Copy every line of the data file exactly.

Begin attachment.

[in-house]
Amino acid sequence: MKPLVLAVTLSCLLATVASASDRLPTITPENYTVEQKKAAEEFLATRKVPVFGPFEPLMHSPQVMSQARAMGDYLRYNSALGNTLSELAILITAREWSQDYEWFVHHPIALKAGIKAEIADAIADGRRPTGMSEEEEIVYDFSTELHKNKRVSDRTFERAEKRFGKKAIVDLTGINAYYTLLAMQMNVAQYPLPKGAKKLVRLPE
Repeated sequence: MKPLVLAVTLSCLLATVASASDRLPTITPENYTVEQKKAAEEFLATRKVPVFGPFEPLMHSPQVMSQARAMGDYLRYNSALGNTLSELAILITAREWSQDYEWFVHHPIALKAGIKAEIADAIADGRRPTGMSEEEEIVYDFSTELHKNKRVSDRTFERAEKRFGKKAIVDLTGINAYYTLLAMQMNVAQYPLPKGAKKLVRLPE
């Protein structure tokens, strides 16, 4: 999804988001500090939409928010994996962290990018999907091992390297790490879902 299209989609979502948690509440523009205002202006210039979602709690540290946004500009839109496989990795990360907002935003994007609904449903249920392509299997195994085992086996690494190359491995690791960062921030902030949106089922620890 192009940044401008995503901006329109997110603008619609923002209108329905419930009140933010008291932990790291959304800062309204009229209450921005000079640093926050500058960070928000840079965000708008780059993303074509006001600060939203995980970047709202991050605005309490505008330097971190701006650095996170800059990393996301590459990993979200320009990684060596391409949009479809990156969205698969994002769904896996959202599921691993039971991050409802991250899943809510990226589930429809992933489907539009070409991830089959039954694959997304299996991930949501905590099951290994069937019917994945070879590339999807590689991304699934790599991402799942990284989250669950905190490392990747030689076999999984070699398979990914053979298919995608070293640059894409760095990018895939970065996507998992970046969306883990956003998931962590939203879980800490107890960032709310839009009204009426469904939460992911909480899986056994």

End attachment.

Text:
[in-house]
Amino acid sequence: MKPLVLAVTLSCLLATVASASDRLPTITPENYTVEQKKAAEEFLATRKVPVFGPFEPLMHSPQVMSQARAMGDYLRYNSALGNTLSELAILITAREWSQDYEWFVHHPIALKAGIKAEIADAIADGRRPTGMSEEEEIVYDFSTELHKNKRVSDRTFERAEKRFGKKAIVDLTGINAYYTLLAMQMNVAQYPLPKGAKKLVRLPE
Repeated sequence: MKPLVLAVTLSCLLATVASASDRLPTITPENYTVEQKKAAEEFLATRKVPVFGPFEPLMHSPQVMSQARAMGDYLRYNSALGNTLSELAILITAREWSQDYEWFVHHPIALKAGIKAEIADAIADGRRPTGMSEEEEIVYDFSTELHKNKRVSDRTFERAEKRFGKKAIVDLTGINAYYTLLAMQMNVAQYPLPKGAKKLVRLPE
């Protein structure tokens, strides 16, 4: 999804988001500090939409928010994996962290990018999907091992390297790490879902 299209989609979502948690509440523009205002202006210039979602709690540290946004500009839109496989990795990360907002935003994007609904449903249920392509299997195994085992086996690494190359491995690791960062921030902030949106089922620890 192009940044401008995503901006329109997110603008619609923002209108329905419930009140933010008291932990790291959304800062309204009229209450921005000079640093926050500058960070928000840079965000708008780059993303074509006001600060939203995980970047709202991050605005309490505008330097971190701006650095996170800059990393996301590459990993979200320009990684060596391409949009479809990156969205698969994002769904896996959202599921691993039971991050409802991250899943809510990226589930429809992933489907539009070409991830089959039954694959997304299996991930949501905590099951290994069937019917994945070879590339999807590689991304699934790599991402799942990284989250669950905190490392990747030689076999999984070699398979990914053979298919995608070293640059894409760095990018895939970065996507998992970046969306883990956003998931962590939203879980800490107890960032709310839009009204009426469904939460992911909480899986056994």